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Are you ever unsure which direction you want to go? You have multiple options for getting to where you want to go and any one of them is just as good as the other, in fact, they are all so good, you have a hard time deciding? Yeah, that’s been me this last week while thinking about how to proceed with this new website.
There are a lot of directions I could go:
Quite honestly, the choices are mind-boggling and since I feel strongly that this is the very first thing you should do when you start a business, I thought I'd better sit down and make some decisions. So, this morning, I decided that I’d better sit down and define my target audience and buyer persona (sometimes called an “avatar”) so that I would instinctively know my next steps.
So, first, I want to define the term Target Audience. A target audience is a specific group of people that share characteristics and would most likely be interested in a product or group of products. Demographic information is most often used to define this audience. Those demographics could include:
Defining this audience is important because there is no way you will ever reach “everyone”. By narrowing your focus to those who are most likely to buy your product, you have a much easier job talking to those people. Creating content, ads, products, and any other messages that your customer will see becomes a much easier job. By speaking only to your target audience, you save time and money.
Now, what is a Buyer Persona and how is it different than a Target Market? A buyer persona, or as I and others sometimes call it, an avatar, is a fictional character that is part of your target audience. This fictional character becomes the person you speak to when you write, create audio/video, ads, etc.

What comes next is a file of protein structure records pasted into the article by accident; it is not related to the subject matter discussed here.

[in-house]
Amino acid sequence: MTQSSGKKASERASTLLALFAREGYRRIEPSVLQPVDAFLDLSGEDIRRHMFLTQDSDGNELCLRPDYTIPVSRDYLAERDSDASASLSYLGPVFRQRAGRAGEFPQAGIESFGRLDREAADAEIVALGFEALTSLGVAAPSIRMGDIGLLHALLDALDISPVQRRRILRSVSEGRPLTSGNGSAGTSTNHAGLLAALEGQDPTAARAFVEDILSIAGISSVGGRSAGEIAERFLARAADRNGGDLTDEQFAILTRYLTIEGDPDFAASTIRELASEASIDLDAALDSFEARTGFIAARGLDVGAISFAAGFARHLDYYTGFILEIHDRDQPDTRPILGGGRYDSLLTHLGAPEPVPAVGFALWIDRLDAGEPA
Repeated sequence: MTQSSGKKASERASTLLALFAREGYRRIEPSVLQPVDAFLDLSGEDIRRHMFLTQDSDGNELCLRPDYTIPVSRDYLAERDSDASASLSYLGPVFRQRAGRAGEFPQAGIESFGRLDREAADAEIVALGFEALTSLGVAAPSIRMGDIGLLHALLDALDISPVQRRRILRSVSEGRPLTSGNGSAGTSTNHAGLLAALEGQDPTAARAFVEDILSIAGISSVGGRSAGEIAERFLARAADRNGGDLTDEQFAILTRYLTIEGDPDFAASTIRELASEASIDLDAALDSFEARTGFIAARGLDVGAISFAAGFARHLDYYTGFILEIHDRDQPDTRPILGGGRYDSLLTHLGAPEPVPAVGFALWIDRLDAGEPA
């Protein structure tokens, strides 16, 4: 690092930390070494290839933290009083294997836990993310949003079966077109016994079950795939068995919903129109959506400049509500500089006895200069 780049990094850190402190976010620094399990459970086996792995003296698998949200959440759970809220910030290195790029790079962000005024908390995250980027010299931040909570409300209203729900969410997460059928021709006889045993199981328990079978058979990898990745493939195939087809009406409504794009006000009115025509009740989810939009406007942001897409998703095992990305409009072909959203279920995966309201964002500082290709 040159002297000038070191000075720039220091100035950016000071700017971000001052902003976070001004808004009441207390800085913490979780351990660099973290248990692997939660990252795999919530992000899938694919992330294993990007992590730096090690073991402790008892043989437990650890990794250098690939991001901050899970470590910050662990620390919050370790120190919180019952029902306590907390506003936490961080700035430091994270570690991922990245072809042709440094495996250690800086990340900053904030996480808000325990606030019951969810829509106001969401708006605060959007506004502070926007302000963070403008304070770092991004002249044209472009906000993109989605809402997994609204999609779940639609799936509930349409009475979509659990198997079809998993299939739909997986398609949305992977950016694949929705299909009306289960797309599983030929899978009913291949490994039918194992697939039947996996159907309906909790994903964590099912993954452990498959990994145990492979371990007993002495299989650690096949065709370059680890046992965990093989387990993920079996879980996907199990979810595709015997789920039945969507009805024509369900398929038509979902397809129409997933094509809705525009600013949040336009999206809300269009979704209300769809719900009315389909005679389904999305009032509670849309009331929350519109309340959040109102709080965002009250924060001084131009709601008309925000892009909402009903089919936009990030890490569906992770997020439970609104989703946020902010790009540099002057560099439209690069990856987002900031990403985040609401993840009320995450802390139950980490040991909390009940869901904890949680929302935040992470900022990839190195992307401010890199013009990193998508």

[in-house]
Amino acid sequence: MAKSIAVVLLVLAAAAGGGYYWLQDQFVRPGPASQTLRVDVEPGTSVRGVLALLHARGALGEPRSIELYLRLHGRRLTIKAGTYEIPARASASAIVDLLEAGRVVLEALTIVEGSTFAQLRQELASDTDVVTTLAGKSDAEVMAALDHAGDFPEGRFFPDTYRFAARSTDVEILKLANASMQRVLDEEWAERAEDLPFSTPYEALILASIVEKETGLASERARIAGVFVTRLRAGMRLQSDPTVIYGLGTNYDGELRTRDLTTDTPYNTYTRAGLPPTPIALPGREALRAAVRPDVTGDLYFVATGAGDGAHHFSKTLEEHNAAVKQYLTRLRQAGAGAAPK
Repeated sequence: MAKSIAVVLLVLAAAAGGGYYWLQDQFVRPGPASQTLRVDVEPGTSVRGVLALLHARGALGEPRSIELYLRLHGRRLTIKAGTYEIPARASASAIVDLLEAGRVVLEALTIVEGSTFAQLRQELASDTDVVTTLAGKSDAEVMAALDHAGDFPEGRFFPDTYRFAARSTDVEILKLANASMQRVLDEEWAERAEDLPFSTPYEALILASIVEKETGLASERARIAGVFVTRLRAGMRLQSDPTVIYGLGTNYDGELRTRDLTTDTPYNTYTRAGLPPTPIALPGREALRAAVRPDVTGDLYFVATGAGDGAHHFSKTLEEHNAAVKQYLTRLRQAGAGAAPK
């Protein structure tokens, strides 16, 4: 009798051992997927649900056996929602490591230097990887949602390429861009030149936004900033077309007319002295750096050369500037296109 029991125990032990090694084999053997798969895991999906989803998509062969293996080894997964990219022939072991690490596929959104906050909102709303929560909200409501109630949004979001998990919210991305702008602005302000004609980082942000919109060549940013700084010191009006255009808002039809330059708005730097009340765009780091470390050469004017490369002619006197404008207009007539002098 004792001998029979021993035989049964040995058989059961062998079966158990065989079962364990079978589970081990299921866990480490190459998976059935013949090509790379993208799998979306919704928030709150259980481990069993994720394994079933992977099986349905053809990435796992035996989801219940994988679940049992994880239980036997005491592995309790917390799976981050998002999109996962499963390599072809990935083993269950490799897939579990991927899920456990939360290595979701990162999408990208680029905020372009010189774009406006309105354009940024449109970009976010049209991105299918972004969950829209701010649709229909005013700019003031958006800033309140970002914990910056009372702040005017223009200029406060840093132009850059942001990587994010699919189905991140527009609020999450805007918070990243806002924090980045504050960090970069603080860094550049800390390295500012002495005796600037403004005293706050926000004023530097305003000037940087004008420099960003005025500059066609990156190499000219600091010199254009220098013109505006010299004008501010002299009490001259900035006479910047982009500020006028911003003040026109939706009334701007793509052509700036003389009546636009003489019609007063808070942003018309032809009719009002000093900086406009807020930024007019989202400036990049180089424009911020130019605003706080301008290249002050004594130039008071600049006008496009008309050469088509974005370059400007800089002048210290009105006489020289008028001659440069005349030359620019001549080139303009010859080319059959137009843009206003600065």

When creating this character, your objective is to know everything about that person. You want to know what kind of job they have, what role they play in that job, their likes, dislikes, what kind of house they live in, the car they drive, their struggles, their frustrations, fears, I’m sure you get the picture. But really, it’s make-believe, this is a fictional character that you get to make-up. Heck, I even gave mine a name!
If you already have customers, it’s best to create this character from your customer list. It should be the average of those who have already shown you that they are likely to buy. This person should be your raving fan. However, if your business is new, you get to make the decision for who you want that person to be.
A lot of people who are new to business think defining your audience and buyer persona is just gibberish. They think they’ll just put their products out in the world and whoever buys them is their audience. You don’t want to turn away customers, right?
However, it’s really very difficult to decide what to write about, or how to structure ad copy when you’re trying to talk to everyone, not to mention, it can be very expensive to advertise to “everyone”. And how do you create rapport that leads to the “know, like, trust” phase of your customer relationship if you’re not talking specifically to your customer?
All companies will have sales from people who are not in their target audience, it’s not like you’re going to lose customers because you’re excluding those who don’t look like your avatar. But it’s critical to talk and advertise to the people who are most likely to buy, and only to those people, or you will be so general that no one will buy from you. Knowing who you are talking to helps you create a messaging strategy that appeals directly to the type of people who are more likely buy from you.
When I sat down this morning to do this work, I first pulled up notes I made when I started planning the site. Over time I’ve added information to the list whenever I read something I thought important. I remember doing a lot of this work when I was called for jury duty and had to sit in the assembly room waiting to be put on a jury. I took my iPad that day and was so glad I did. I ended up sitting all day, till about 3:00 until we were all dismissed. I got a lot of work done that day with no distractions!
So today I read through my notes and I was amazed. The work I had already done identified just about everything I needed for my target audience and buyer persona. Sometimes I just amaze myself! LOL! The work was really good. Have you ever gone back and read something you wrote after a period of time and been surprised how good it was? Well, this was one of those times!
While I’m not going to share the specifics of my company’s buyer persona, I will share the things I identified about her (yes, she’s a woman) and I recommend you dive in and do the same:
When identifying these things, I got hyper-specific. For example, one of her frustrations is: